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Spotted Black Grouper                        (Epinephelus daemelii).      The spotted black                               ...
!"#$!#%#$                             (Sphenodon diversum)       Tuatara were long confined    to 32 offshore islands free ...
Threats:                                                   In the 1960ʼs a ship accidently brought ship                   ...
A sub - species of the Hectors Dolphin.                                          Population: 111    (Cephalorhynchus hecto...
Haast Eagle                                           Harpagormis moorei       The Haast Eagle was a species of       eagl...
Black Robin    Petroica traversi                                   By Darryl Fong  The Black Robin (Petroica traversi) is ...
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Endangered Animals 8G


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Endangered Animals 8G

  1. 1. Spotted Black Grouper (Epinephelus daemelii). The spotted black The maximum they grow to is atgrouper belongs to the family Serranidae. least 122 cm in length and weigh about 34 They can only be found in southeast kg. Around mainland New Zealand Australia, Elizabeth and Middleton Reefs, spotted black grouper are relativelyLord Howe, Norfolk Islands and northern common on shallow reefs at Three Kings New Zealand. They are usually found in Islands and along Northland’s rocky rocky reefs, in estuaries and on the open east coast. Small juveniles have been coast. They are likely to be found in at recorded as far south as Hokitika on the least 50m depth. west coast, and Pourerere, Central Hawke’s Bay on the east. Spotted black grouper are Adults feed mainly on other fully protected in New fish and squid, though the Zealand. People are younger fish feed on encouraged not to catch crustaceans and especially them as they are an shrimp endangered species. Spotted black groupers are coloured grayish or dark greenish brown on the head and body, with a bit of strangely shaped yellow or white spots. Amazingly, when spotted underwater, they change colour depending on what mood they are in, ( dark when territorial) when startled( very pale barred pattern). By Anjas Bhogal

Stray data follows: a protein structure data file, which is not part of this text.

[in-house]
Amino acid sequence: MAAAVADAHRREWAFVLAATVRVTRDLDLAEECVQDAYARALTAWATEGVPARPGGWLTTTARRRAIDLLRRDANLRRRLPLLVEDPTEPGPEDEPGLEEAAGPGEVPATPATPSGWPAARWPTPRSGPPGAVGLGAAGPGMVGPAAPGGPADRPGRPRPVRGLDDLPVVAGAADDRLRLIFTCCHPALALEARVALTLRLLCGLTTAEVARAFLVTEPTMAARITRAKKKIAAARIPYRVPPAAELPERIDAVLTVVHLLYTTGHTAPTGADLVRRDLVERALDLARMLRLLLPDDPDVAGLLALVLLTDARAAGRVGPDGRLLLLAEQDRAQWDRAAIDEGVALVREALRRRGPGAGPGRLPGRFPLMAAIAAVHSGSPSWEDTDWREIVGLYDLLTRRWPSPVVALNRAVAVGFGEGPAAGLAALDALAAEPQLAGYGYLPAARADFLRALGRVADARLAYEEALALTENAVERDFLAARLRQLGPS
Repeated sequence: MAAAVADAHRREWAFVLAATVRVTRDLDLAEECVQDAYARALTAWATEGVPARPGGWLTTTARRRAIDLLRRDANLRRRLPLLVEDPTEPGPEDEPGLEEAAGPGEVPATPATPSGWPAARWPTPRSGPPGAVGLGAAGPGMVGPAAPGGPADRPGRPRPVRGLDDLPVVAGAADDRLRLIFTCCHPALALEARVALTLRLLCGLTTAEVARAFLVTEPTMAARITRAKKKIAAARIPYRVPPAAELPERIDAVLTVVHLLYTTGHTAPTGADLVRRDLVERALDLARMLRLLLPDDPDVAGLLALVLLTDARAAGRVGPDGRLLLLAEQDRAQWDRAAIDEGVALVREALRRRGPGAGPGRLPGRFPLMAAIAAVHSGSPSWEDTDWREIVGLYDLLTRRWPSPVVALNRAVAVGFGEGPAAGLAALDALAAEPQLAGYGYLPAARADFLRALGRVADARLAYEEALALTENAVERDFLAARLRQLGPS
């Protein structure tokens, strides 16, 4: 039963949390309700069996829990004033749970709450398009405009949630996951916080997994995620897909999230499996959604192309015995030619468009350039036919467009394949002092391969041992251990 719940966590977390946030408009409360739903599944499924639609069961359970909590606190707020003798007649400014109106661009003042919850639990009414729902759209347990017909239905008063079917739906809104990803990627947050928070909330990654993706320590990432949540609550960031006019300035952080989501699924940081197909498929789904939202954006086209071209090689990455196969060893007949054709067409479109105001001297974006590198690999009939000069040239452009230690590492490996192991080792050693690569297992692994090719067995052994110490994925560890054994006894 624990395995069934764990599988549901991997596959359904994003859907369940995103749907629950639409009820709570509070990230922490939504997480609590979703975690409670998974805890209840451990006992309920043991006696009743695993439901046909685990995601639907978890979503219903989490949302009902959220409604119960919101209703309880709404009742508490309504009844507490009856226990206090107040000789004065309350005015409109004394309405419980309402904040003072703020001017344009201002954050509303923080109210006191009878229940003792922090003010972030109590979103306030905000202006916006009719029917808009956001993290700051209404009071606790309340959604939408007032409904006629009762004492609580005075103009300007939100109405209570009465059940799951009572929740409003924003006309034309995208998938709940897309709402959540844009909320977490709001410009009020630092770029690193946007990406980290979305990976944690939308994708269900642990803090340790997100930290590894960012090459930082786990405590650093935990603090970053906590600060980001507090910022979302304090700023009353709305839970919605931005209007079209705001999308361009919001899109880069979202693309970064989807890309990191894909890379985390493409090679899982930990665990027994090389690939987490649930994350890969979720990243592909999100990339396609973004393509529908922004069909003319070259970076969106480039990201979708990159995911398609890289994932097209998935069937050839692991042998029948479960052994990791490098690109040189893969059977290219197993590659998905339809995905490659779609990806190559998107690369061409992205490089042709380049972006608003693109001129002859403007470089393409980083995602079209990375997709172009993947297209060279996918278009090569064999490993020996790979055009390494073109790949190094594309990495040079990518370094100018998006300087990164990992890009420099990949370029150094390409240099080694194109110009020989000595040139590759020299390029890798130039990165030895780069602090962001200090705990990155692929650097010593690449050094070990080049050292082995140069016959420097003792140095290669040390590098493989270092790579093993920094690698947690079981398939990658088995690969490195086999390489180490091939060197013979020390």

2. 2. !"#$!#%#$ (Sphenodon diversum) Tuatara were long confined to 32 offshore islands free of mammals.The islands are diffi- cult to get to, and are colonized by few animal species. This could mean that some animals absent from these islands may have caused tuatara to disap- pear from the mainland.The re- cent discovery of a tuatara hatching on the New Zealand mainland indicates that attempts to re-establish a breeding popu- lation on the mainland have had some success. The total popula- tion of tuatara of all species and subspecies is estimated to be greater than 60,000, but less than 100,000.-The tuatara is a reptile which is true to New Zealand.-Although it looks and acts like most lizards, it is actually part of a distinct lineage, theorder Sphenodontia.-The Tuatara has been around for at least 200 million years. Their most recent commonrelatives/ancestors are lizards and snakes.-The Tuatara is a greenish brown colour and can measure up to 80cm from head to thetip of their tail. They can weigh up to 1.3 kilograms.-The name ‘Tuatara’ comes from the Maori language, and means ‘ peaks on the back’.-The tuatara is classified as vulnerable but we still have to be careful otherwise the tua-tara could become EXTINCT!Extra Facts...-Tuatara are nocturnal reptiles-They lie in the sun to warm their bodies
  3. 3. Threats: In the 1960ʼs a ship accidently brought ship rats to South Cape Island, one of three islands the saddle back inhabits. The rats rapidly spread to the other two islands. In the last decade the saddleback population has gone through a severe population bottle-neck (meaning the number of saddebacks got really low) and they are gentically weaker. DOCʼs work: DOC has created a program to protect and preserve the saddleback by keeping them in secure locations with no pests like rats and possums by setting traps and fencing of the entire area. there are also people who look after the birds in secure locations. Facts about the Saddle Back: there are only 650 saddle back birds left in the world. male saddle backs have larger wattles than females. females grow up to 70 cm but males grow up to 80 cm long. saddle backs are very vocal birds.References:google/google images ( website ( Oliver Tyler.